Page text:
Lessons Learned

There has been a lot that we’ve learned on this journey, that I wish we would have known sooner.  Because of that, I wanted to share a few things that (heaven, forbid) might help someone in a similar situation.

  • Have someone who either is a general oncology surgeon OR a surgeon whose training is specific to the area where a tumor or tumors are being removed.

Unfortunately we did not do this.  Due to the swift nature of how everything happened, and our lack of knowledge about the pros and cons, we went with a surgeon who had some experience, but not enough.

Why does this matter?

Because dad’s surgeon didn’t know where the tumor was (despite being the one to actually find it in the colonoscopy so…).  Because of this, he ended up slicing through the tumor.  When he told us this we were all, “Oh, okay.  At least you found it”.  NO.

Turns out, slicing through the tumor dramatically increases your chance of recurring cancer in that area.

It is what it is, but just be aware – in the awful case that you will ever need that knowledge.

  • Make sure you have the nursing staff and doctors teach you how to treat your wounds and take care of yourself before leaving the hospital.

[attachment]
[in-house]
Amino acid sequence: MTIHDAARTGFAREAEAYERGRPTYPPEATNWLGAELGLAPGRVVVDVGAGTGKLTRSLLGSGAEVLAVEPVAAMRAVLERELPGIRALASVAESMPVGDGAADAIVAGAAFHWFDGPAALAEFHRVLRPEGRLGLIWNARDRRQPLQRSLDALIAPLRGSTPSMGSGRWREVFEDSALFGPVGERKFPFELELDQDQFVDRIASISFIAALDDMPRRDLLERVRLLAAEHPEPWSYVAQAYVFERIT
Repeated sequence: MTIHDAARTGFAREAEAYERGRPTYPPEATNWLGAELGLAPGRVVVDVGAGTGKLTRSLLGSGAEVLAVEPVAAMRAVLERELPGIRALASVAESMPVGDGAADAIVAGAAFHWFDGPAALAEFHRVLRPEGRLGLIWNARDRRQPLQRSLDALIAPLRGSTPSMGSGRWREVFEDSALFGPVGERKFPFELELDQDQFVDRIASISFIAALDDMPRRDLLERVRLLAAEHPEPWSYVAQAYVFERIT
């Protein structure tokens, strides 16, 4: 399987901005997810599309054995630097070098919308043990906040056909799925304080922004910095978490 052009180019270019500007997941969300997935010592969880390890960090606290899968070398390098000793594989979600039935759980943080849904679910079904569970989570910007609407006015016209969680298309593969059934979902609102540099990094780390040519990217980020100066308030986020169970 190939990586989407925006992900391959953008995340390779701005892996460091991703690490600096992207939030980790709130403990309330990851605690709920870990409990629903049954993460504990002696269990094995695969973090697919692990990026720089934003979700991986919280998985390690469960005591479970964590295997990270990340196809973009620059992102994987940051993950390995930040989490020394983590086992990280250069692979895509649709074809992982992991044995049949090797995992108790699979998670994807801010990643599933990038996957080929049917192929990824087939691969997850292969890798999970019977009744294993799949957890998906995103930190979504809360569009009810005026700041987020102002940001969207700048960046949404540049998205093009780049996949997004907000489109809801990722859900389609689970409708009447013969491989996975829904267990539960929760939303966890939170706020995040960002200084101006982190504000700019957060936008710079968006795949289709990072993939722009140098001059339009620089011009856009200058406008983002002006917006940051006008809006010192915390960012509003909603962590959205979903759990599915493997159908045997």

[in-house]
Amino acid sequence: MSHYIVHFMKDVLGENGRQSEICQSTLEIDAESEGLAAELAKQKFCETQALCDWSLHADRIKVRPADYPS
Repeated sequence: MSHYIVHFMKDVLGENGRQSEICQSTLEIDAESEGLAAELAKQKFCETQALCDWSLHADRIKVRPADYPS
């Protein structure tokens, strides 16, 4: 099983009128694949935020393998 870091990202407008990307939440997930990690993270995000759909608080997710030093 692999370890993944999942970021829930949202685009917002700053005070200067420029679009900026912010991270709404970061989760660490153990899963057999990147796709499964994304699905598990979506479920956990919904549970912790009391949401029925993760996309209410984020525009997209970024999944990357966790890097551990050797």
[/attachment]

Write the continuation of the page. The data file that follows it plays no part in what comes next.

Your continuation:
Unfortunately NO ONE at the hospital taught my dad how to take care of his various wounds – including his ostomy – at the hospital.  They all said “Oh, home health will teach you”.  Guess what?  Home health didn’t know how to handle the ostomy!

You must insist that they teach you during your stay, because they are at your disposal while you’re there.  Once you leave it is incredibly harder to get help from knowledgeable staff.

  • Make sure that family has support systems too.

It has been really hard not being near my family during this time. I have my husband, Matt, but it’s important that you have people that you can lean on for love and support.  ‘Cause it’s hard.  And you really do find out who your friends are – and they know that you would do anything for them in return.

  • Don’t let your trial be your life’s sole focus.

This is a hard one to do sometimes, especially on the bad days.  It can be hard to remember that other people are going through things too.   It’s important to still love and serve those people too – they still need you.

I hope that no one ever has to experience cancer or other debilitating illnesses or trials.  But it happens.  And I promise you, we will be there for you, too.  One Team, One Fight.


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